FOR SOME TIME now there have been persistent reports that Syria has been acquiring new weapons systems for its armed forces--in particular its spearhead missile forces. Few of these reports have been independently verified, but, with the Middle East in ferment from the Gulf to the Maghreb, Israeli military planners have warned that Damascus is up to something.
The Israel Defence Force's strategic assessment for 2007 has warned of the possibility of a conflagration with Syria and Hizbullah in Lebanon, in the coming year. The general consensus within the Israeli intelligence establishment is that Damascus, its long-neglected military still poorly equipped, is unlikely to initiate a major conventional conflict this year.
But there are those who fear the worst.
Prime Minister Ehud Olmert instructed the defence establishment on 25 February to prepare for possible conflict. Syria and Israel are officially at war although there have been no open hostilities between them since Israel's June 1982 invasion of Lebanon; however Syria continues to support Hizbullah and certain Palestinian factions.
Olmert may have been spurred to put on a hawkish front because he has been widely blamed for Israel's failure to crush Hizbullah in the 2006 summer war. Many in Israel believe the furore is close to bringing down his government. There is little doubt that Olmert, who became premier only because Ariel Sharon was felled by a stroke weeks before the war erupted, has become Israel's most unpopular premier.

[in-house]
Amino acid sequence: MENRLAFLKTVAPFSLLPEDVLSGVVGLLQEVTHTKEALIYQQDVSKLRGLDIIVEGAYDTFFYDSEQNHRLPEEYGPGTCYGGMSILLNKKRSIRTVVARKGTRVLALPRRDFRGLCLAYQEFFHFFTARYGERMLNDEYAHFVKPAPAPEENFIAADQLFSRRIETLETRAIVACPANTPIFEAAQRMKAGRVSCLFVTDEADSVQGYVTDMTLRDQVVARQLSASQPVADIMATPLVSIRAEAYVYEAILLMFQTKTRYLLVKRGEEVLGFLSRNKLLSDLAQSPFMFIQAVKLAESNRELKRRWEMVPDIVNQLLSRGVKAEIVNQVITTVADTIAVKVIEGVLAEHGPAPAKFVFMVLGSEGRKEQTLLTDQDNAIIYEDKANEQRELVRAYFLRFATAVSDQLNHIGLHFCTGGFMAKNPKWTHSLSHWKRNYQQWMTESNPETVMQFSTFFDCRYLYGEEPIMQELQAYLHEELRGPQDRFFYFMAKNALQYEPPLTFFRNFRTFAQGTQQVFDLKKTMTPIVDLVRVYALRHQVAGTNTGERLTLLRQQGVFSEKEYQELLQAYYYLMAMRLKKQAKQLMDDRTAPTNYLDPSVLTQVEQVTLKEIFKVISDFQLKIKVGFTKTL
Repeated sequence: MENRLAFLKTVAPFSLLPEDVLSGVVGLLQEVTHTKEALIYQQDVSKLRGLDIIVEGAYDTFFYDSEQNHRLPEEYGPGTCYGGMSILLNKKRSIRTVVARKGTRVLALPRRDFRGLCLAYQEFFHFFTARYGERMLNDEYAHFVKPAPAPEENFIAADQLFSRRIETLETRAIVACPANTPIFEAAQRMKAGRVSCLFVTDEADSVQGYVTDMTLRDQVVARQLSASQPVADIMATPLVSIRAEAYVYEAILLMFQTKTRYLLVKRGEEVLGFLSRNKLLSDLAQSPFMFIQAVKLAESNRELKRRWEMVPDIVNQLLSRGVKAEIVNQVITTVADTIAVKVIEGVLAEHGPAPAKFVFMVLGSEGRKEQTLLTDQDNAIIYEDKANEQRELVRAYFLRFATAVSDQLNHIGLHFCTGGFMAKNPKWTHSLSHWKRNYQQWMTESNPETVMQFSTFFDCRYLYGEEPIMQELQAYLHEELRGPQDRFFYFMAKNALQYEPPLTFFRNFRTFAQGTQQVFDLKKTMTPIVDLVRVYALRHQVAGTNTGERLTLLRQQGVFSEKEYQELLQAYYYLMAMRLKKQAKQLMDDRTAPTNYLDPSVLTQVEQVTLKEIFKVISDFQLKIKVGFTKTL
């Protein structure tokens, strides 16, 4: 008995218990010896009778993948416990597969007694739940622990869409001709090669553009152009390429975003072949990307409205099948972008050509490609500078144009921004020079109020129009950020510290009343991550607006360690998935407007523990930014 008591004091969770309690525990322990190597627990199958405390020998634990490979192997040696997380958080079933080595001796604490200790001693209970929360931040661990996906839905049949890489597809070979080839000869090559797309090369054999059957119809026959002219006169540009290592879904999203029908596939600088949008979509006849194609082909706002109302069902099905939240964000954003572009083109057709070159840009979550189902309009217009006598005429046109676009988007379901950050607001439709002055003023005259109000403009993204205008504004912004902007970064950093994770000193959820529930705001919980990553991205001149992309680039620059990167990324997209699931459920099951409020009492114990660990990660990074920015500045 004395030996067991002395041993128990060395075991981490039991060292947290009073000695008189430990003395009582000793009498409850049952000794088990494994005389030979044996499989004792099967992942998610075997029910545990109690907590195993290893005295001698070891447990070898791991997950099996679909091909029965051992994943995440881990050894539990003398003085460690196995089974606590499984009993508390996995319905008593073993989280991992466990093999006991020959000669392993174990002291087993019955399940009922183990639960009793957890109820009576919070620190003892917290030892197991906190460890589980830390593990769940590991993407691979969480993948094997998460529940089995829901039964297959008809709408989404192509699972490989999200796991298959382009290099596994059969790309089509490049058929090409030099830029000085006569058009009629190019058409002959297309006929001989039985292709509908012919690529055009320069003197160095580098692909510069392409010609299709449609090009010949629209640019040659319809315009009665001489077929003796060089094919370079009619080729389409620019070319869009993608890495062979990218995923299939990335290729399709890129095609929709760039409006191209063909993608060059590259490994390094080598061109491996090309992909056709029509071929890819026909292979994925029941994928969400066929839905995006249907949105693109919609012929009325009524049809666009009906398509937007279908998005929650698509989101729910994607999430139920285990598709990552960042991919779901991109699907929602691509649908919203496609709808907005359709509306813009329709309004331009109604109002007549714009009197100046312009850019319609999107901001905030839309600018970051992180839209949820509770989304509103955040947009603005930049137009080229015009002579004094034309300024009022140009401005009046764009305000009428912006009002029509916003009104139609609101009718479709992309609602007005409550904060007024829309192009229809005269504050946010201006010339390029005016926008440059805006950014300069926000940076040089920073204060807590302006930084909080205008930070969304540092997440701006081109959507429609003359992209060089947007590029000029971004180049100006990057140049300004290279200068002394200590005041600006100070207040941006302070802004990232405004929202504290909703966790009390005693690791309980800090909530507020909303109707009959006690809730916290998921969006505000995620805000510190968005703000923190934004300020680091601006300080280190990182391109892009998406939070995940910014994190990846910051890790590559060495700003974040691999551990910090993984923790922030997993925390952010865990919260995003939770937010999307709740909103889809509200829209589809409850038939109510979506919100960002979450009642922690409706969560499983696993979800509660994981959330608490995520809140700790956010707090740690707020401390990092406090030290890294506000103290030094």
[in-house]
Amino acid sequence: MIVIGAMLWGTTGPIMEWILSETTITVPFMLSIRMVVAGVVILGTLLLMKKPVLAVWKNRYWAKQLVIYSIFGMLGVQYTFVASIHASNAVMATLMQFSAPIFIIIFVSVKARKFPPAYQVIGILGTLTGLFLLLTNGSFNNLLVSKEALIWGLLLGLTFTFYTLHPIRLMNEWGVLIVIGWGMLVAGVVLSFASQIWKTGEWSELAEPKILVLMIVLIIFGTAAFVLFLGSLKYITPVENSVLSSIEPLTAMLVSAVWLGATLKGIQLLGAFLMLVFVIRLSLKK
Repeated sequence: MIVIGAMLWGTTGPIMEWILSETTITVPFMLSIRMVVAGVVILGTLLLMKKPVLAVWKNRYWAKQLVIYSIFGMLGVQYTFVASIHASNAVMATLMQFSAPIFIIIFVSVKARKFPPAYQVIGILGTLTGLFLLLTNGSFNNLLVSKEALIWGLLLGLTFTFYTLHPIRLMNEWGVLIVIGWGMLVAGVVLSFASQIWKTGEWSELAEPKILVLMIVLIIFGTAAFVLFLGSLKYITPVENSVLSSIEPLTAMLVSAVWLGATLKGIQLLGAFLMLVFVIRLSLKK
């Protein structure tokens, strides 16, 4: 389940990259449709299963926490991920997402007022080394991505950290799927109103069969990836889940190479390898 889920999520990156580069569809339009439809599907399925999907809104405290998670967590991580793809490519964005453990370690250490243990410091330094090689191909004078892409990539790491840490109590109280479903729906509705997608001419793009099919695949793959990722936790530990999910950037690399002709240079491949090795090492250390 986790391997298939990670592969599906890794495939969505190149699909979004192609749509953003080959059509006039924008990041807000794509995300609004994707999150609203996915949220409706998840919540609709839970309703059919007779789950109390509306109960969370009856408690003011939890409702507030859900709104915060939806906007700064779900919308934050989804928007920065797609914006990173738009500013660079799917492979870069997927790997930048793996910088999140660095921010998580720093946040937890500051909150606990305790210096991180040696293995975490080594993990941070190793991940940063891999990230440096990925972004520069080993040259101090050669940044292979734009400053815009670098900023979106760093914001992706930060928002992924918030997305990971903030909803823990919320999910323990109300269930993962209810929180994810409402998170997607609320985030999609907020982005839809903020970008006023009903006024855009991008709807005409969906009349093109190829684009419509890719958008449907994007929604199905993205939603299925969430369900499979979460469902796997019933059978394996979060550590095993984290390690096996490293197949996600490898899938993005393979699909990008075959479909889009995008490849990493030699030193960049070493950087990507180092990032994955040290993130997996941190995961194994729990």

Still, some Israeli commanders have suggested that armed confrontation with Syria is possible. One scenario is that Damascus embarks on a limited war on Israel if the conflict with Hizbullah, unresolved from the 2006 summer war, reignites--as many in Lebanon and Israel fear it will--or if Iran is attacked by the US.
Martin van Creveld, professor of military history at the Hebrew University in Jerusalem and widely respected as Israel's leading analyst, is convinced that President Bashar Al Assad of Syria is preparing for war and concludes that "everything considered, October 2008" is the most likely period that Damascus will initiate the conflict.
Van Creveld believes that the disarray in the Israeli military--and the climate of social failure that has gripped the nation as a whole--in the vituperative aftermath of the 2006 war with Hizbullah, will encourage the Syrians to take the initiative. His assessment, published in early March, is worth noting in some...